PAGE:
Saíde Namuana in his farm
Saíde Namuana said goodbye to the guns and now is a prosperous farmer that supports school feeding

farmers committed to supporting school feeding

By Benjamim Capito, Communications Coordinator

Saíde Namuana, 57 years old, is a veteran of the Mozambican civil war fought from 1977 to 1992. After the conflict ended, he changed the gun for a farming hoe, a “weapon” that does not kill but brings life when applied in the soil, and went back to his origins to dedicate himself to agriculture, his true passion.

He hails from Muecate district, in the Northern Province of Nampula, a place he knows well and where he cultivates a portion of 100 hectares in the fertile valley of Nakhoto. He is the president of the Farmers Association of Nakhoto (APRONA, Portuguese acronym) composed of 13 members.

This collective is turning Nakhoto into a vibrant rural community, and their effort not only benefits other farmers, but also school-aged children.

Since 2017, APRONA has provided 30% of their harvest to reinforce school meals in the primary school of Nakhoto, under an agreement with the Educating Children Together – Phase III (ECT-3) project, implemented by World Vision-Moçambique and funded by the United States Department of Agriculture (USDA).

Saíde Namuana works the land in his farm
Saíde Namuana works the land in his farm


Saíde, who fathered 12 children, has a personal motivation to support school feeding since his youngest children are enrolled in school, and he testifies the gains.

“For me, school feeding is one of the pillars of good education. We see the difference since this program was introduced. Children are more motivated to go to school,” he said adding that “World Vision also gave us support to legalize our association which came effective from 2016.”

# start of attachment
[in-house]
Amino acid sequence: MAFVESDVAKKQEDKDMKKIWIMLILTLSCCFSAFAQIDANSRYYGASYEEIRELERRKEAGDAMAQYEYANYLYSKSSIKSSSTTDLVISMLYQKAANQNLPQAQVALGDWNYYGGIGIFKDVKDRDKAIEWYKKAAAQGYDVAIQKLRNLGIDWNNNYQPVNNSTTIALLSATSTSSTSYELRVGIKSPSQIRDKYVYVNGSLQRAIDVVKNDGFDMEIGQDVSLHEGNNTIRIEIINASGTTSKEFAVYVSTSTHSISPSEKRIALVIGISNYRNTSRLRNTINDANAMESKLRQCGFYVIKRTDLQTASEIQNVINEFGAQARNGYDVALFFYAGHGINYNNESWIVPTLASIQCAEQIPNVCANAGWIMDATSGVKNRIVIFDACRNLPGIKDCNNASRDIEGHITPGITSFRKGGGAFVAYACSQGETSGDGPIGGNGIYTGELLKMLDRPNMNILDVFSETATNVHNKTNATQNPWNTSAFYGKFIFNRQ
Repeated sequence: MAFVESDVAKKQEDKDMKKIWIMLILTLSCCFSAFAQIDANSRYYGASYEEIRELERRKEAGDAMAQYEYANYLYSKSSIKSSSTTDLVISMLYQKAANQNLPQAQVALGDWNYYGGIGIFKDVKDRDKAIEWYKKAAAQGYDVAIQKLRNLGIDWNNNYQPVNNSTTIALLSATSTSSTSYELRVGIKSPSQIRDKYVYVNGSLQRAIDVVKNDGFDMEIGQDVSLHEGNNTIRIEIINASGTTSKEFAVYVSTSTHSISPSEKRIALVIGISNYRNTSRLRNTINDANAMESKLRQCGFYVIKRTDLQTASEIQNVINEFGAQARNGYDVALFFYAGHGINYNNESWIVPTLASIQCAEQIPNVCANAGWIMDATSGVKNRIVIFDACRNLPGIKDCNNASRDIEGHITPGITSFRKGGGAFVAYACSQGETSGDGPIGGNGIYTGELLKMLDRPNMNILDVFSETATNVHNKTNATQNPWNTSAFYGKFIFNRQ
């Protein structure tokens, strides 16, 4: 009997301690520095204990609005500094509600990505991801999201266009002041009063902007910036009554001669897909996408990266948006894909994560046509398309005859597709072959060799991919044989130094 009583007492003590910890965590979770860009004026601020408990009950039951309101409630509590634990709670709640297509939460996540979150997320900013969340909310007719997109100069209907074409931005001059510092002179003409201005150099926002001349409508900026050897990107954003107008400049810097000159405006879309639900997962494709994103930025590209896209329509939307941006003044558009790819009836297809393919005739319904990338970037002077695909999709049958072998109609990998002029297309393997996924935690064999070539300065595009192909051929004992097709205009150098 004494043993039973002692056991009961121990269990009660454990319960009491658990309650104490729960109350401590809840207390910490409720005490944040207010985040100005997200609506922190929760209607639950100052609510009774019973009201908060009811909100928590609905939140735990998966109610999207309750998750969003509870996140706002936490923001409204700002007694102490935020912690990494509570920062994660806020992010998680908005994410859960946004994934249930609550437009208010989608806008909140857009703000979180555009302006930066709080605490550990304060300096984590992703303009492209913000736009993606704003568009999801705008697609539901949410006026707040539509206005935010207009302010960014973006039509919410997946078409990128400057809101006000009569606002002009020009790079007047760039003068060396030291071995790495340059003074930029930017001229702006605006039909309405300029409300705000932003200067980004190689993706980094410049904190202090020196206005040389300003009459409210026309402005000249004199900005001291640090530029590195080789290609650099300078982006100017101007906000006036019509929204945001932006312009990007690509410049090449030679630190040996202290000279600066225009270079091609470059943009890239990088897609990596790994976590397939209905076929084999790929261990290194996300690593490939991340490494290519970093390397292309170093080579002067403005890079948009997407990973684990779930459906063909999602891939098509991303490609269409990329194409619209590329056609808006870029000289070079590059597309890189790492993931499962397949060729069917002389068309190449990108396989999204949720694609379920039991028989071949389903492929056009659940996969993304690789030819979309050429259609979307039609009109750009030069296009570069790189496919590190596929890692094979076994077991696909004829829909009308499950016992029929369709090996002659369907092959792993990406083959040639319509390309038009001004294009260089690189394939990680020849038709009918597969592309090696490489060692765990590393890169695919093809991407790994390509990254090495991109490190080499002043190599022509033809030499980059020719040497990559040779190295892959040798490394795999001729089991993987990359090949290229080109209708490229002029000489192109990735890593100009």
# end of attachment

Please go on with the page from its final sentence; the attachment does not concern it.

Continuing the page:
Being a full legal association gives APRONA leverage in access to local and provincial markets. Last year they managed to secure a deal to sell cashew nuts to a processing factory in Nampula. Their products supply markets in Nampula and have reached Zambézia and Maputo provinces. 

“Our association has a good reputation in such a way that other farmers who are not affiliated with us seek our support to commercialize their crops in bigger markets,” he assured. APRONA relies on organic farming, thus making their product more competitive.

To maximize the potential of the land, members of APRONA produce in blocks in which they divide the farm into sections, and, in the harvest, they reunite the sum of the crops to sell in the market.  Saíde dreams big things for the association and one of his many visions is to acquire more means of production.

“We want to buy a truck so we can stack our production and reach markets in less time and we also want to increase our capacity to store seeds.” He said. With this pace, Saíde firmly believes that the conditions to support school feeding even after the project closes are created.

Through the project, World Vision supports 90 farmers groups with training on improved agriculture practices and technical support so they continue supplying 30% of their harvest to related schools. In partnership with the District Services of Economic Activities (SDAE), the farmer groups will be trained on the formation of associations, dynamics, functions, and responsibilities. ECT-3 will also be engaged in connecting farmers' groups with local financial institutions to ensure that all 90 groups open their bank accounts.